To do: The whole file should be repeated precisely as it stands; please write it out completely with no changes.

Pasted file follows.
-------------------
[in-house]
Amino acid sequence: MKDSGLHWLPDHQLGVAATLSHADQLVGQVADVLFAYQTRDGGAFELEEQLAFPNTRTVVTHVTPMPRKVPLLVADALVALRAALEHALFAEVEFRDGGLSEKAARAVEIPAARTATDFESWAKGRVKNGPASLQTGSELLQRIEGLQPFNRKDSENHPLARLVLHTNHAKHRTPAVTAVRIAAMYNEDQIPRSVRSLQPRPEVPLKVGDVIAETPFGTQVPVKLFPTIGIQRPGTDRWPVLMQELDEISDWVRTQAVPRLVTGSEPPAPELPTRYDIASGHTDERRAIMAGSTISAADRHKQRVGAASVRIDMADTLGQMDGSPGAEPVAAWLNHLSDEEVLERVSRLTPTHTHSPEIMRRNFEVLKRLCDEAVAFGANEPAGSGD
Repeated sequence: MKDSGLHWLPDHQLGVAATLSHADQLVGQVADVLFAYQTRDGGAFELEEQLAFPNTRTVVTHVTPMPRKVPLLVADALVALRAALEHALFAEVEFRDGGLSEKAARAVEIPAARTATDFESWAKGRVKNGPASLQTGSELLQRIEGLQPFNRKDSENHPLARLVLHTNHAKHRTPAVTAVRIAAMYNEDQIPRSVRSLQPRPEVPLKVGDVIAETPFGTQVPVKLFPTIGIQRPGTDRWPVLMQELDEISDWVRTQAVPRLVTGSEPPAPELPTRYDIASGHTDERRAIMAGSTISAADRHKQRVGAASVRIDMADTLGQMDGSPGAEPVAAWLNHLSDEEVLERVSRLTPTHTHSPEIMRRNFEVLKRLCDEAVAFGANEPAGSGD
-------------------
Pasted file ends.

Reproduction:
[in-house]
Amino acid sequence: MKDSGLHWLPDHQLGVAATLSHADQLVGQVADVLFAYQTRDGGAFELEEQLAFPNTRTVVTHVTPMPRKVPLLVADALVALRAALEHALFAEVEFRDGGLSEKAARAVEIPAARTATDFESWAKGRVKNGPASLQTGSELLQRIEGLQPFNRKDSENHPLARLVLHTNHAKHRTPAVTAVRIAAMYNEDQIPRSVRSLQPRPEVPLKVGDVIAETPFGTQVPVKLFPTIGIQRPGTDRWPVLMQELDEISDWVRTQAVPRLVTGSEPPAPELPTRYDIASGHTDERRAIMAGSTISAADRHKQRVGAASVRIDMADTLGQMDGSPGAEPVAAWLNHLSDEEVLERVSRLTPTHTHSPEIMRRNFEVLKRLCDEAVAFGANEPAGSGD
Repeated sequence: MKDSGLHWLPDHQLGVAATLSHADQLVGQVADVLFAYQTRDGGAFELEEQLAFPNTRTVVTHVTPMPRKVPLLVADALVALRAALEHALFAEVEFRDGGLSEKAARAVEIPAARTATDFESWAKGRVKNGPASLQTGSELLQRIEGLQPFNRKDSENHPLARLVLHTNHAKHRTPAVTAVRIAAMYNEDQIPRSVRSLQPRPEVPLKVGDVIAETPFGTQVPVKLFPTIGIQRPGTDRWPVLMQELDEISDWVRTQAVPRLVTGSEPPAPELPTRYDIASGHTDERRAIMAGSTISAADRHKQRVGAASVRIDMADTLGQMDGSPGAEPVAAWLNHLSDEEVLERVSRLTPTHTHSPEIMRRNFEVLKRLCDEAVAFGANEPAGSGD